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All in the Family: The Complete Ninth Season

Carroll O'Connor , Jean Stapleton , Paul Bogart , Walter C. Miller    Unrated   DVD
4.0 out of 5 stars  See all reviews (1 customer review)
Price: CDN$ 29.99 & FREE Shipping. Details
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All in the Family: The Complete Ninth Season + All in the Family: The Complete Eighth Season + All in the Family: The Complete Seventh Season
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Product Description

Season Nine finds Mike and Gloria officially moved out, leaving Archie and Edith on their own for the first time in a long while. Of course, that doesn't last long when Edith'80s cousin Floyd abandons his nine-year-old daughter Stephanie (Danielle Brisebois) on their doorstep. But, as the Bunkers have grown accustomed to doing, they make the best, and funniest, situation out of terrible circumstances and take her in. Meanwhile, it turns out the Stivics are on the rocks in California when Edith and Archie decide to pay a cross-country visit for Christmas. For this final season, Norman Lear hosted an endearing 90-minute Family Retrospective that allowed fans of the show to look back and relive the greatest moments of the groundbreaking series. The special originally aired during the Season Nine run and is included in this DVD set.


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4 of 4 people found the following review helpful
By Kasey G TOP 500 REVIEWER
Format:DVD
It has taken forever, but "All in the Family" is FINALLY complete on DVD, thanks to Shout Factory. They accomplished in 8 months what Sony couldn't do in 4 years.

Yes, Season 7 was botched due to video transfer/authoring issues that made for a bizarre, jagged-looking picture, but Shout rectified that with Season 8 and the video quality on this set is just as excellent.

Personally, I had not planned on adding this release to my collection since I believe the Season 8 finale was the perfect send-off for the series (and one of TV's best and most appropriate finales ever IMO) but being a completist and wanting to support Shout Factory, I decided to get it after all. Twenty bucks for 23 episodes plus a 90-minute retrospective IS a good deal when a night at the movies including gas and parking will cost you that much or more.

I admit this season is perhaps the low point of the series, with the addition of Danielle Brisebois as little Stephanie whom the Bunkers adopt. Archie has mellowed and without a good sparring partner, the character isn't what he used to be. Mike and Gloria moved to California last season (Reiner and Struthers appear in an hour-long episode when Archie and Edith trek to California for a visit). But the worst of "All in the Family" is still as good as, or even better than the best of something like "Two and a Half Men".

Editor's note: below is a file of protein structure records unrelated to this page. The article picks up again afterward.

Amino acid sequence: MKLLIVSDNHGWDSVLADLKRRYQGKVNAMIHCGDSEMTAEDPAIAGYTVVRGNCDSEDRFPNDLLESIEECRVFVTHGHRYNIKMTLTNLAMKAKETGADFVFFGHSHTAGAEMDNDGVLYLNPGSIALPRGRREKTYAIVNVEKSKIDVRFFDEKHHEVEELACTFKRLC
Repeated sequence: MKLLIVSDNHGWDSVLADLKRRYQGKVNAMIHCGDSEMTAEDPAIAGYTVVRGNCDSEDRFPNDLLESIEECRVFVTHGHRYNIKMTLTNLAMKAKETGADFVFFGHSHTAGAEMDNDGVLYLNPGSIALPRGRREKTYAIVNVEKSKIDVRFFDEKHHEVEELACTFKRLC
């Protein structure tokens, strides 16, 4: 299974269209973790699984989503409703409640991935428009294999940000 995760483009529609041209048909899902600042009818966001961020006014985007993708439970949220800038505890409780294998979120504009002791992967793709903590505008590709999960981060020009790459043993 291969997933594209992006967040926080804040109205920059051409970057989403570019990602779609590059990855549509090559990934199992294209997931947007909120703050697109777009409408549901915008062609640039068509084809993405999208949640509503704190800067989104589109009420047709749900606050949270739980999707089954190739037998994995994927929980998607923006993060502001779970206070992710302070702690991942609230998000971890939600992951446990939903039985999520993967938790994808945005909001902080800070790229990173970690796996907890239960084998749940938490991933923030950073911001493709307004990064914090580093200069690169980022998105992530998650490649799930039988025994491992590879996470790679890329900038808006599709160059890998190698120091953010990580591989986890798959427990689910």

My favorite episode of this set is "Edith Gets Fired" in which our beloved volunteer at the Sunshine Home is relieved of her duties because she obeys a dying woman's last wish to die with dignity. Even though Jean Stapleton was tiring of her role at this point, she still delivers top-notch performances. Sitting alone in the kitchen tryring to reconcile what happened, her expressions speak volumes without saying a word.
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Amazon.com: 4.6 out of 5 stars  53 reviews
46 of 50 people found the following review helpful
5.0 out of 5 stars Hello Danielle! Sept. 27 2007
By andy8047 - Published on Amazon.com
Format:DVD
This ninth and final season of CBS's legendary All In The Family is very much different than the previous ones. Danielle Brisebois(briz bwah) joins remaining original cast members the late Carroll O'Connor and Jean Stapleton as Stephanie Mills,a distant niece of Edith Bunker's(Stapleton) who had been abandoned by her widowed alcoholic father. Brisebois was brought in to fill the vacancies left by other original AITF cast members Rob Reiner and Sally Struthers who had departed in early 1978. Again,there's a new version of Archie(O'Connor) and Edith performing THOSE WERE THE DAYS by Lee Adams and Charles Strouse and a new version of the instrumental REMEMBERING YOU by O'Connor and Roger Kellaway. Also,O'Connor delivers his own closing announcement,"All In The Family was played to a studio audience for live responses." This is because unlike the previous seasons,there was no audience present while filming. Pre-recorded audience reactions were added to these episodes. This season premiered on September 24,1978 and a distant cousin brings Stephanie to the Bunkers' Queens,New York household. Archie and Edith even locate Stephanie's father(guest star Ben Slack) at a motel where he is staying. To avoid certain heartbreak,Edith books a flight for herself and Archie to California to spend Christmas with their daughter Gloria Bunker Stivic(special guest star Struthers) and her husband Michael(special guest star Reiner). Michael,enjoying his job as a college professor is separated from Gloria but they reunite at their Santa Barbara,CA apartment for 5 days for the sake of her parents. The Stivics were unable to come to New York since Mike was "hurting"(he was actually faking a bad back and claims he hurt it by lifting a heavy hibachi). Of course,Stephanie flew to California with the Bunkers and found a new playmate in the Stivics' son Joey. Mike's working too much resulted in the Stivics' separation and verge of divorce. In another episode,Archie and Edith spend a weekend at a cabin with Archie's buddy Barney Hefner(recurringly played by the recently departed Allen Melvoin) and Barney's wife Blanche(Estelle Parsons). AITF's spinoff The Jeffersons star Isabel Sanford reprises her character Louise Jefferson telling her former next door neighbors the Bunkers that someone finally bought the Jeffersons' old house which was subsequently rented by the Stivics. Edith lost her job at the Sunshine Home at the demand of a man whose resident mother just died. Edith let the woman die as she requested(she wanted no more treatment or life support). There was also a St. Patrick's Party at Archie's Place in the series finale. In the series' final scene,Edith tells Archie in their bed,"You're a pip,a real pip!". The camera zooms out from inside the bedroom to a view of the closed door. CBS aired AITF regularly for the final time on September 16,1979 and the following Sunday,the four-season spinoff ARCHIE BUNKER'S PLACE premiered. Norman Lear,who had Americanized the British-based TILL DEATH DO US PART making it AITF,had turned over his title of executive in charge of production to Alan Horn. Like Lear did,Horn assumed the duties for Lear's other created series like TJ and GOOD TIMES,the latter which ended in 1979 as well. Interestingly,like NBC's The Cosby Show would do later,AITF held the #1 Nielsen spot for 5 consecutive seasons.